Another faux pas of Commission 195 – Architecture critic Morgan

Sunday 19 December 2021

Why does almost everything Commission I-195 touches turn out to be architecturally poor? How long will Providence continue to suffer from an agency that has failed to provide design leadership for an extremely important part of downtown development?

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A pedestrian bridge crosses the Providence River at the site of the old Interstate Highway. The “planned site” marks the spot where the food and beverage pavilion is to be built. I-195 Development District.


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Pedestrian footbridge with site for new toilets and restaurant just below on the right. PHOTO: Will Morgan

It is painfully obvious that plans to create a spectacular innovation district have been hampered by unenlightened vision. After having the audacity to remove a healing interstate highway from the edge of the river, the city then lost courage and allowed the piecemeal development of hotels, offices, apartments and parking for the city. most mediocre. Moreover, the idiocy of the proposed Fane Folly should have cleared any doubt that Commission 195 had any idea how to shape a city in an inspiring way.

An exception to the clown school planning process is the pedestrian bridge over the river (although this is not without embarrassing issues that could have been avoided by less political considerations). Now the commission has sought qualifications from architectural and engineering firms to construct a 4,000 square foot, $ 2.8 million building, widely labeled the Innovation District Park Food & Beverage Pavilion. The inappropriate location of the proposed service structure is at the western approach to the pedestrian bridge.

Considering the enormous popularity of the bridge, the jewel in the jewelry district, one has to wonder what sort of fuzzy thinking would locate the restrooms and hot dogs right at the entrance to the bridge?

Much needed public toilets have been installed for plot 14, just behind Brown’s information technology office at 220 Dyer Street. The restoration operation was to take the odd shape of this plot, a potentially picturesque place to eat. Mysteriously, the commission’s solicitation for qualifications moved the catering facility into the heart of the park’s open space, as well as mid-line of sight to the bridge and College Hill. Do we, citizens and taxpayers, know the reasons for the change of location? Or, maybe it’s just another example of incompetence?

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Properties in the 195 development district. Commission 195

Even though the structure of the food and drink was a beautifully designed architectural object, this diagram placed it wrong. The pedestrian bridge is a real asset, but the location of this pavilion will diminish the value of the beloved signature piece of waterfront renewal. The building must be something special, a jewelry box, something to write on. It requires a sensitive architect to design it.

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View of 220, rue Dyer, with plot 14 in the middle on the right. PHOTO: Will Morgan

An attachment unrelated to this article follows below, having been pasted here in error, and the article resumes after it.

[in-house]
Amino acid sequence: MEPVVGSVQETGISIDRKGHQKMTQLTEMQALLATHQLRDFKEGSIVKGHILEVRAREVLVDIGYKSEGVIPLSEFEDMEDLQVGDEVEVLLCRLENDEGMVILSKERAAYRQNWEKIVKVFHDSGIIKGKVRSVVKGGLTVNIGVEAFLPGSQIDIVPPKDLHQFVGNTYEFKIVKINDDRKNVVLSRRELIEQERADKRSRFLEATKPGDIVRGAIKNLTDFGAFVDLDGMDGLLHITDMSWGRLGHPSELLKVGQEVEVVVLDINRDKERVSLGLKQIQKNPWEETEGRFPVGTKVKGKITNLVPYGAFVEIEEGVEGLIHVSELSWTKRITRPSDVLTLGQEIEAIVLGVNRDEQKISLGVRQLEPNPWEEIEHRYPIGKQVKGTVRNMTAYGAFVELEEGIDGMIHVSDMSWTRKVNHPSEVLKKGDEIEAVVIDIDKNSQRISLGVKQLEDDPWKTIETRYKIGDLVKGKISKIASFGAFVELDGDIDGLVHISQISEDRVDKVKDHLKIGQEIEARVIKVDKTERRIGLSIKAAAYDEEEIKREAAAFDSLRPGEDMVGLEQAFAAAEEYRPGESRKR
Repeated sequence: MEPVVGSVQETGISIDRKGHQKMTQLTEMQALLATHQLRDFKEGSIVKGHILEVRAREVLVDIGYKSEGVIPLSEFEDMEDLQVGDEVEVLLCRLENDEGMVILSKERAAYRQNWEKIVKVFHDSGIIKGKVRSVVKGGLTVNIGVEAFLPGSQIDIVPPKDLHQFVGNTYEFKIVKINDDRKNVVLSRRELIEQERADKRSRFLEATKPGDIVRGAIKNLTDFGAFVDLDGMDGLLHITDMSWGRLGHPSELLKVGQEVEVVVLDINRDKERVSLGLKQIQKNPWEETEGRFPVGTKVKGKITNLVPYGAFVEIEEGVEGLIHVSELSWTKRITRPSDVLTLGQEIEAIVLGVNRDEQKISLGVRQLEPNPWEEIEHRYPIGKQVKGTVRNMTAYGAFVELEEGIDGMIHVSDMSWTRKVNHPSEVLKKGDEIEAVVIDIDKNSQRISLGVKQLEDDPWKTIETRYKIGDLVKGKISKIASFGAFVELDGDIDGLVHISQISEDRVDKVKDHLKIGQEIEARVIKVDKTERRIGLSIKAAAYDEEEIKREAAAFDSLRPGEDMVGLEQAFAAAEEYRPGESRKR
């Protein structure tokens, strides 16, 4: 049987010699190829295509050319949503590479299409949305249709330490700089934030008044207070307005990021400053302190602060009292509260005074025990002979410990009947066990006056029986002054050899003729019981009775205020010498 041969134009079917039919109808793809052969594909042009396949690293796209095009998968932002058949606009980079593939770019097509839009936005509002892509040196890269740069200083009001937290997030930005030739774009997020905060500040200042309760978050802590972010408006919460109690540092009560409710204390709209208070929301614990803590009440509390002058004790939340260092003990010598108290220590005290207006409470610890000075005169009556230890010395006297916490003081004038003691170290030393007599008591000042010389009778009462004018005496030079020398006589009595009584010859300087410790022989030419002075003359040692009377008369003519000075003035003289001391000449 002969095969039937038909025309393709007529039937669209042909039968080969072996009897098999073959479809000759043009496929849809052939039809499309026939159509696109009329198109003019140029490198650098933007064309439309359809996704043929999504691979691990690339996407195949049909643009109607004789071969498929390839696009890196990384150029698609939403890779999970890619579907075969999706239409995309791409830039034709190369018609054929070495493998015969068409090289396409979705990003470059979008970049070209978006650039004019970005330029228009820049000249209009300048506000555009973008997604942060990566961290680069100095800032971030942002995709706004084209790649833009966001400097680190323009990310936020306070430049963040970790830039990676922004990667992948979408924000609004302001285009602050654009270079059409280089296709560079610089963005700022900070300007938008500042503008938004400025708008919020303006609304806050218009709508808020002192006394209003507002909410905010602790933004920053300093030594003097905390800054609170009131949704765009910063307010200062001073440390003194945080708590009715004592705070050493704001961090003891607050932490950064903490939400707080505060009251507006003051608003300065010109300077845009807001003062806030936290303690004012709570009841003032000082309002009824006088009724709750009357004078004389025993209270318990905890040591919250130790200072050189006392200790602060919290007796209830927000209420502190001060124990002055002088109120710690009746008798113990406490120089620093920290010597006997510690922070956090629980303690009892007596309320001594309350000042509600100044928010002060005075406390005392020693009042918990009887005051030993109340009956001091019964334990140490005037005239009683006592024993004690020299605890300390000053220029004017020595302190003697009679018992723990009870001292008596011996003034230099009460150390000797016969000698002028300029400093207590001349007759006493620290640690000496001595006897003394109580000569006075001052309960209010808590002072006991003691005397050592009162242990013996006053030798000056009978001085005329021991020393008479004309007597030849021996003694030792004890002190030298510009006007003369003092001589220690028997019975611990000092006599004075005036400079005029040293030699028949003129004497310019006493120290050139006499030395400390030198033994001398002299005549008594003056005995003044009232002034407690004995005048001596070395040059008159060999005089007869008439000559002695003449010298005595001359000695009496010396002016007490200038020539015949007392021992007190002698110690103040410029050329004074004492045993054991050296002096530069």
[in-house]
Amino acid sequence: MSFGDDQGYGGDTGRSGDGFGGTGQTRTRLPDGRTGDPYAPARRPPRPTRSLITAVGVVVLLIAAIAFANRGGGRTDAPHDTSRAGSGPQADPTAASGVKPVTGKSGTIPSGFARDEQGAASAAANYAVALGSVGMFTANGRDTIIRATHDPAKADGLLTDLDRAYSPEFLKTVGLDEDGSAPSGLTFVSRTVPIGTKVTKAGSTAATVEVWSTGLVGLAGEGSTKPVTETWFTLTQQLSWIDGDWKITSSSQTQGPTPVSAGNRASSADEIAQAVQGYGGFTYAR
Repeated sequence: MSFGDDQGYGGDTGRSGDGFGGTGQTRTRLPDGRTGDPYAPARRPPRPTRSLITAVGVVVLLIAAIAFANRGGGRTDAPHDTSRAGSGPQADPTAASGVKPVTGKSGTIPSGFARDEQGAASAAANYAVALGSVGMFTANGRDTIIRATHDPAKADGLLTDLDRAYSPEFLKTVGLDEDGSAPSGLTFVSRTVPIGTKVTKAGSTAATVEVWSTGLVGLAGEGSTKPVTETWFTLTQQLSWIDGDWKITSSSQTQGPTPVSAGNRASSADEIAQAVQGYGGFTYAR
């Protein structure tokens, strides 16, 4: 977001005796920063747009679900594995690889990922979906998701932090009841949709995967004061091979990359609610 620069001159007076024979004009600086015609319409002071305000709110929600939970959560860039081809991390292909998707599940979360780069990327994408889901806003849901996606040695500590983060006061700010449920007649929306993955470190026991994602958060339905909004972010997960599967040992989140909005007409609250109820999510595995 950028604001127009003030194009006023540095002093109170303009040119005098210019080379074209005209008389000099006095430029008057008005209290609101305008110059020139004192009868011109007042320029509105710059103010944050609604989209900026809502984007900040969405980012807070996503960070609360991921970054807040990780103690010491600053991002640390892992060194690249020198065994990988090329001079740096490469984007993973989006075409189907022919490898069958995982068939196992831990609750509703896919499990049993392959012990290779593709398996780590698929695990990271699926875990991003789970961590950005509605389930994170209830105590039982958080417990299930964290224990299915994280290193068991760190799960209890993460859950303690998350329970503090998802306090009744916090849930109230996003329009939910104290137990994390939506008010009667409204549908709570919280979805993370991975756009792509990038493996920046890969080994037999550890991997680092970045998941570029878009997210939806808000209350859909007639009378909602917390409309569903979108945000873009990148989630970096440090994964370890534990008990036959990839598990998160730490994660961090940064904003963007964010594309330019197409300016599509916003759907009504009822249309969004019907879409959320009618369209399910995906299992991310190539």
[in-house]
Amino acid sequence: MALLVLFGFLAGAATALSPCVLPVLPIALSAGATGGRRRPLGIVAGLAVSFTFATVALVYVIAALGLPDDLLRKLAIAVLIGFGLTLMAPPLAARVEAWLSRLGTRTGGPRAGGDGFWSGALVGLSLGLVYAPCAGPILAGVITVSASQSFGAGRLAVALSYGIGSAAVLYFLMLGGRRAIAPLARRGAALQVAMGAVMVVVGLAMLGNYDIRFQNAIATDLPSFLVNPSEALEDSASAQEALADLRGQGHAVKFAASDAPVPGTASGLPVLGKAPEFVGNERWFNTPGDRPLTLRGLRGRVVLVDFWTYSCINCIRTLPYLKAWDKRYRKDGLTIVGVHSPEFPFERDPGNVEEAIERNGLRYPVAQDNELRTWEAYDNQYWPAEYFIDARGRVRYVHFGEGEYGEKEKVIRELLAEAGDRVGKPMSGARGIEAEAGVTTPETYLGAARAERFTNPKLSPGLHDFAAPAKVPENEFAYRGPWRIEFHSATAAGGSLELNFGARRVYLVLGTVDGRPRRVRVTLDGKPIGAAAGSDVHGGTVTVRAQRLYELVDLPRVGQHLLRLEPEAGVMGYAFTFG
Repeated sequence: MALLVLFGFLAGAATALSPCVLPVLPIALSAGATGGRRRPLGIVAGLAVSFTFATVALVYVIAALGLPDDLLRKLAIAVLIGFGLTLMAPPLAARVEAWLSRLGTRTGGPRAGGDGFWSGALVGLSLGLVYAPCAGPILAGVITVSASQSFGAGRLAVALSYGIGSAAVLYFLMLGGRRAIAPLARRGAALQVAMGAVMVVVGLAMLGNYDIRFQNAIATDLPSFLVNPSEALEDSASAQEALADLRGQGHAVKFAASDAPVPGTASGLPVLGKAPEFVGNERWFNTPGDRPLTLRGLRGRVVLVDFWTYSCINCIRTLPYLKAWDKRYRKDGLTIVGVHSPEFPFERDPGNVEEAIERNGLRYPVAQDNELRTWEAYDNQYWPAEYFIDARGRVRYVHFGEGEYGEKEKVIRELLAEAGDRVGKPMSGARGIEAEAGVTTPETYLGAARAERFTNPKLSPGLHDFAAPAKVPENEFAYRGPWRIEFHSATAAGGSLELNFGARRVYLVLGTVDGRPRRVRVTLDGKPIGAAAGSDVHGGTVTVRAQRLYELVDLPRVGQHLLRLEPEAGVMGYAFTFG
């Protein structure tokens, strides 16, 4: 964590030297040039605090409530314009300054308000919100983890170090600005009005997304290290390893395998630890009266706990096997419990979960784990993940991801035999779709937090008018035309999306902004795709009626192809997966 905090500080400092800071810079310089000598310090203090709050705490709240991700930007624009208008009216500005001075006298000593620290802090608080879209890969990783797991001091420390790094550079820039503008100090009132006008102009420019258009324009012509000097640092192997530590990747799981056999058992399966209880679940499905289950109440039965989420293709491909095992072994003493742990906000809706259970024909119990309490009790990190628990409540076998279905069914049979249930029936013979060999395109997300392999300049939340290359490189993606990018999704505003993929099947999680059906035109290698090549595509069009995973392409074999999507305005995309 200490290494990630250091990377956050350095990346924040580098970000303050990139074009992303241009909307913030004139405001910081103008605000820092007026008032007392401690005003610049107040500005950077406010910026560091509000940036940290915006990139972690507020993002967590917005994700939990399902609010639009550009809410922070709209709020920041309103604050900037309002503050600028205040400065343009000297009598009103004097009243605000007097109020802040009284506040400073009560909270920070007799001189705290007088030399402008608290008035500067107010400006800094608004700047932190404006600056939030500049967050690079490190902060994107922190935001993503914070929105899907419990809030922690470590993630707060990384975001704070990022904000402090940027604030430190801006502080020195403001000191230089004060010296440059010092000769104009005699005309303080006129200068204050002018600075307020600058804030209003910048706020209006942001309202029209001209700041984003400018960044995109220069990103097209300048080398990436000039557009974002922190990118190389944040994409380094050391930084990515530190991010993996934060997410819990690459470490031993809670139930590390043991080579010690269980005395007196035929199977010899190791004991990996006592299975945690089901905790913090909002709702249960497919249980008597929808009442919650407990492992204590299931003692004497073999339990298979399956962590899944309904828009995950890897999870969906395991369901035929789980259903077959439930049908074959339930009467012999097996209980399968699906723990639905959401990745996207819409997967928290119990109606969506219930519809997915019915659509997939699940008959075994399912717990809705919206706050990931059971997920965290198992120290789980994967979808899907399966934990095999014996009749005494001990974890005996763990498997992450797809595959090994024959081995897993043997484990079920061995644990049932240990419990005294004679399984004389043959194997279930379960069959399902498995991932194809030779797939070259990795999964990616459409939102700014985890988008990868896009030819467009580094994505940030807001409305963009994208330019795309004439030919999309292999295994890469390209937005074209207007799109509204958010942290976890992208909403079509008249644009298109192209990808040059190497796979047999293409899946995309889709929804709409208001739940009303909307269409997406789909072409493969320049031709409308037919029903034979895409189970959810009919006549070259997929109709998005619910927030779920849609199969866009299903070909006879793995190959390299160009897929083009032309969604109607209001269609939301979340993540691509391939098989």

Instead of an open competition, for example, which could gain national attention, the RFQ seems little more than a superficial trolling of the usual developers. And it’s not clear whether the qualifications are accepted only by Rhode Island architects, or whether the commission could cast its net over a larger area. The quality of the design does not appear to be the goal, despite the standard claim that they are looking for “striking architecture that will create a new landmark”. The commission has its own design office and catering consultants (are we aiming for a food truck or a Michelin-starred restaurant?). By stating that respondents should “exclude landscape architecture” from their response, the committee further limits designers.

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An example of an exceptional support structure: the Visitor Center at Frank Lloyd Wright’s Martin House in Buffalo, Toshiko Mori Architect. Courtesy of Toshiko Mori

One obstacle to achieving the commission’s goal of “creating an active and vibrant open space” is that it is made up of presumably well-meaning officials who are not trained to design cities. The commission is made up of lawyers, businessmen, a casino operator and a medical school professor. How can we not have members from the design professions, such as architects, landscapers, town planners, engineers and curators? (What kind of advice does the Boston Commissioners’ architectural consultant give Providence? Is he fronting or offering sound advice that goes unheard?)

It seems unlikely that we could get a high design for “highly visible public equipment” from the I-195 Commission, given their failing track record and lowest common denominator. A magnificent opportunity to reshape an important part of Providence into a truly creative capital has been traded for mind-numbing mediocrity.

Most of the larger plots carry the aesthetic mark everywhere and anywhere from the board, so we can’t afford to let the remaining open parts be developed under its auspices. Providence must demand better, more design-oriented planning for Lot 195. It is time that Commission 195 be enlarged with design professionals or dissolved.

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William Morgan graduated in Restoration and Preservation of Historic Columbia Architecture. He taught at the School of Urban Studies at the University of Louisville.

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